Healed by the grace of God

Priest performing prayer rituals at one of the 468 Shiva linga in the grounds of the Danvantri temple. Visitors are not allowed to photograph the statue of the deity.

By T Selva

I HAD heard of many people experiencing divine healing after they had given grace to a unique deity in India. Moved by their stories, I travelled to India last week to visit the temple of Lord Danvantri, located in the remote village of Walajapet, 160km from Chennai. The temple’s unusual statue wears a stethoscope and watch like a surgeon because the deity is the Hindu god of medical science.

Danvantri is an avatar of Mahavishnu’s 12th incarnation in the Hindu tradition and, according to ancient records, he introduced medicine to the world. He appears in the scriptures as physician to the gods and god of ayurvedic medicine; those who worship this deity are said to be assured of a disease-free life.

It is commonly believed in India that there are powerful places of worship where Hindus go to seek blessings from deities in matters related to health, wealth, marriage, peace and happiness.

A priest performing prayer rituals at one of the 468 Shiva lingas in the grounds of the Danvantri temple. Visitors are not allowed to photograph the statue of the deity.

Hindus generally believe that spiritual remedies can play a major role in maintaining general well-being, especially if they are devout and faithfully carry out the rituals.

The story that finally prompted me to make the trip to India was that of U. Pretyyba, four, from Malaysia, who suffered from Kawasaki disease, a rare condition that inflames the walls of blood vessels throughout the body, most dangerously, the cardiac arteries and veins.

Pretyyba’s mother, R. Yoges, 34, reported that the little girl recovered speedily after wearing a Lord Danvantri pendant in the shape of a yantra (mystical diagram). The pendant was obtained by a family friend who performed prayers for Pretyyba’s recovery at the Danvantri temple.

Yoges, who is a Vasthu Sastra follower, says that her daughter was diagnosed with the disease five days after birth and was very sickly, crying a lot and not gaining weight.

“We were sad because Pretyyba was our first child and her condition caused us so much pain and hardship because there was no sign of recovery, initially. She was in and out of the hospital so many times.”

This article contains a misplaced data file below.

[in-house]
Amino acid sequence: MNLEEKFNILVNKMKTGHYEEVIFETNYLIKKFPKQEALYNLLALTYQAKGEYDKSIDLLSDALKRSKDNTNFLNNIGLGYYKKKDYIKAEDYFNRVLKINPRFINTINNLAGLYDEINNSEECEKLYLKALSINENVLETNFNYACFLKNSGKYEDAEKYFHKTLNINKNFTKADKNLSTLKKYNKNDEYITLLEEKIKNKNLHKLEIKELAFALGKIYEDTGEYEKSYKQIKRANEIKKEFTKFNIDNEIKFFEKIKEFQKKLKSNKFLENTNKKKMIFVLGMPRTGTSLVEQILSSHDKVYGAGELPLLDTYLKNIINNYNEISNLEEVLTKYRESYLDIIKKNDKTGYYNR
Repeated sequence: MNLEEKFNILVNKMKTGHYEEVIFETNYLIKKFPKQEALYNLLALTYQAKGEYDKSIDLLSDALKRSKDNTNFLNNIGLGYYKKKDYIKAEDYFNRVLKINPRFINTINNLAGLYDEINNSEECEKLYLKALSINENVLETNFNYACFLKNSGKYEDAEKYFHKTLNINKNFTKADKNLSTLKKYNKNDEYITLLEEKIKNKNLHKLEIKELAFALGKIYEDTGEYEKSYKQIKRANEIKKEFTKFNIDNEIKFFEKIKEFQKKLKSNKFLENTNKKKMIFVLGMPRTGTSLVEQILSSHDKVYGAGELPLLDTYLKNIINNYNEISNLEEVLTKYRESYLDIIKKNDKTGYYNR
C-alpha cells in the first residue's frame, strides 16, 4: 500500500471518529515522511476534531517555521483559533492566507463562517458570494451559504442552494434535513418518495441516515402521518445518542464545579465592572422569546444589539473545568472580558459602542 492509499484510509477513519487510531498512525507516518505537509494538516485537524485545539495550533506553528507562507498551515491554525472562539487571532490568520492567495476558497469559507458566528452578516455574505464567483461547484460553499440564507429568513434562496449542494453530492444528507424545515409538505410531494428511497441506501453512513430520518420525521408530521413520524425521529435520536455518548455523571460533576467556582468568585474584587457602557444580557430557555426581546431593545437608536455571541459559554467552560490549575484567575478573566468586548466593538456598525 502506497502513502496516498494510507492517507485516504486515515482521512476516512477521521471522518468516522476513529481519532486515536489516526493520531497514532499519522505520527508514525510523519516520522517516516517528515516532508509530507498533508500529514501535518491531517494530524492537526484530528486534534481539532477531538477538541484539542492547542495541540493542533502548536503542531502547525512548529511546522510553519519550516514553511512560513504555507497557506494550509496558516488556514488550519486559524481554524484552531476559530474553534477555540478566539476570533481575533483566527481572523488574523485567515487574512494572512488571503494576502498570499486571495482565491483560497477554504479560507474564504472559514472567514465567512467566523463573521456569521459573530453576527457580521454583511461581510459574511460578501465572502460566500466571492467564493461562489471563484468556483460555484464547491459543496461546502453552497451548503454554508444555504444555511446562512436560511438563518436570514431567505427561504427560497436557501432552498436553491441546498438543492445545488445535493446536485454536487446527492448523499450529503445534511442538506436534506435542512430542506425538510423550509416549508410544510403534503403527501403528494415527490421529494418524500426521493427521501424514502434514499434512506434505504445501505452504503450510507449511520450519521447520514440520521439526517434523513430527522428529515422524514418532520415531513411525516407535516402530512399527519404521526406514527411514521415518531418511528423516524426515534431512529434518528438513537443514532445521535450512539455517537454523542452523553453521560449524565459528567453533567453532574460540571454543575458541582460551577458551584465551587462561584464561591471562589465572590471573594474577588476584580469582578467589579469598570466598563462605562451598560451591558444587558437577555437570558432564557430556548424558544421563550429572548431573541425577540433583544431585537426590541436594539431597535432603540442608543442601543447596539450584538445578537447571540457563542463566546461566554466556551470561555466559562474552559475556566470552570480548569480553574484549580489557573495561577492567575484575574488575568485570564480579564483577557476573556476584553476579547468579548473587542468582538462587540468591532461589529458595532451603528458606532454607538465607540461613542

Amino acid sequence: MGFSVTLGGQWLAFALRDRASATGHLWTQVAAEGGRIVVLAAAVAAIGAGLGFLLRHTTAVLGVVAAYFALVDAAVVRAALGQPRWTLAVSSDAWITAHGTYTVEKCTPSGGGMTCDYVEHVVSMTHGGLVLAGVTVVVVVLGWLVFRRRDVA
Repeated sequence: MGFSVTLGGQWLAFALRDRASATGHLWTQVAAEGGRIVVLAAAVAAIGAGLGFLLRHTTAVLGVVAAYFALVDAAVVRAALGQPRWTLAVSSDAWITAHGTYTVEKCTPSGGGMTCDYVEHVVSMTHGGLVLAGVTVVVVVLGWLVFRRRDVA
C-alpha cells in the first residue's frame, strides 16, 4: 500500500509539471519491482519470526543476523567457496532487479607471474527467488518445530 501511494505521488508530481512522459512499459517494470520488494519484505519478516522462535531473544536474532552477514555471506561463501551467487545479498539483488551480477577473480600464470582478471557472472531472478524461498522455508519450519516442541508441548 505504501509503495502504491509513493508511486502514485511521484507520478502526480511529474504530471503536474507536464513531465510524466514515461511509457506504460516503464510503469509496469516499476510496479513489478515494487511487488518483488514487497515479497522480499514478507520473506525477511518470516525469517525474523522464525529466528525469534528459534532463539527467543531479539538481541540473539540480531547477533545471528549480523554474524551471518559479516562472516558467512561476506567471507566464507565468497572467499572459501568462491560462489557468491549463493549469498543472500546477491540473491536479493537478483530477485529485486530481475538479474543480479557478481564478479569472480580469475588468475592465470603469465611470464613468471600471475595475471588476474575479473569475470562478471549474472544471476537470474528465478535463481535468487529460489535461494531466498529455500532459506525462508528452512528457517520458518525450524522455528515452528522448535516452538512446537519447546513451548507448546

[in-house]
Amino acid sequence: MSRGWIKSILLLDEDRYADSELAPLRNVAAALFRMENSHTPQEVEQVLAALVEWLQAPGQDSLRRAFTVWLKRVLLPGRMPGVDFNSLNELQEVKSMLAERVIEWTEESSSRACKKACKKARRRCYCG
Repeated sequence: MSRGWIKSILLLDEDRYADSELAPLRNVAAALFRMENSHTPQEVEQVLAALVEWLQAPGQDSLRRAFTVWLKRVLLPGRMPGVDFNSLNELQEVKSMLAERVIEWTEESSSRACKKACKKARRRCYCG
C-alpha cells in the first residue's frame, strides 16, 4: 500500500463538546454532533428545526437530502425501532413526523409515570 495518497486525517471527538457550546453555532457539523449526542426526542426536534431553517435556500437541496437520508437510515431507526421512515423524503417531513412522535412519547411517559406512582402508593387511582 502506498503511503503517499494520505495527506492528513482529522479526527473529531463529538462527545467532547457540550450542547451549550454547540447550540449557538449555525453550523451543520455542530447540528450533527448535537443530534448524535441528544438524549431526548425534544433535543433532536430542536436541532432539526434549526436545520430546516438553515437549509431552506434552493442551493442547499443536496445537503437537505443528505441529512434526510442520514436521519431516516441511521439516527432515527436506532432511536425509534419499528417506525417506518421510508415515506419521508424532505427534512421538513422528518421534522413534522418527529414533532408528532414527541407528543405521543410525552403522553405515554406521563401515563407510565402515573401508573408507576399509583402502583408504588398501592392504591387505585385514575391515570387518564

The baby was prescribed large doses of Aspirin (acetylsalicylic acid), which has a blood thinning effect, and had to have monthly ECG and other heart related tests. Yoges adds that the family consulted a numerologist who recommended that her daughter’s original name, Vikkshana Shree, be changed to Pretyyba – but the change did not help much.

Pretyyba showing off her precious pendant.

Yoges and her husband, M. Uthiyakumar, 37, performed several prayers and rituals in local temples to try to improve Pretyyba’s health but her condition remained unchanged. Then, in October, the family friend gave them the Danvantri yantra, which Yoges placed on her daughter as a pendant.

“After one month of wearing the pendant, Pretyyba went for her usual checkup and the doctor told us we could stop giving her the Aspirin  (which he had earlier recommended to be taken daily for another two years).

“We were so surprised when we were told that Pretyyba had recovered from the disease and would need not see a doctor again,” says Yoges, who attributes Pretyyba’s recovery to Lord Danvantri.

I discovered many interesting things about the temple when I visited it. For instance, it is open 24 hours a day, 365 days a year because it is almost like a 24-hour hospital that “patients” visit day and night.

In the temple, male devotees are told to remove their shirts and present themselves before the 2m-tall statue of the deity. This is because the “rays” of Lord Danvantri should fall on the body to provide a cure.

Following this, devotees are recommended to carry out the homam, the sacrificial fire ceremony, with a variety of medicinal plants, herbs, fruits and flowers in a huge fire pit. This wafts the offering’s medicinal properties into the air to be breathed in to help alleviate ailments.

What makes this deity powerful is that more than 50 million Danvantri mantras written by various people belonging to various religions and nations have been placed under the main statue’s base as a yantra.

Another highlight in the temple grounds is the 468 Shiva linga where rituals are performed daily. Shiva linga is regarded as a “symbol of the great god of the universe who is all-auspiciousness”; Shiva is regarded by some as “one in whom all of creation sleeps after dissolution”.

Devotees who come daily from all over the world to the divine physician’s abode are reminded constantly to chant the Danvantri mantra and perform their prayers with faith and respect to receive the positive vibrations that would shield them against all health disorders.

T. Selva is the author of the best seller book titled Vasthu Sastra Guide for peace, happiness, health and prosperity. To get a copy, call Devi at 0412623017. He can be contacted at tselvas@pd.jaring.my Website: www.vasthusastra.com

 

Devotion

A LORD Danvantri mantra:

Om Namo Bhagavathe Vasudevaya Dhanvantraye,

Amruthakalasa Hasthaya,

Sarvaamaya Vinasanaya,

Thrailokya Nadhaya,

Sri Maha Vishnave Namaha.

Meaning: We pray to Lord Vasudev Danvantari as he holds the nectar of immortality. May the Lord Dhanvantri remove all fears, remove all diseases and heal our souls. We bow to the lord of ayurveda.

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Posted by on Apr 11 2011. Filed under Body Mind Spirit. You can follow any responses to this entry through the RSS 2.0. Both comments and pings are currently closed.

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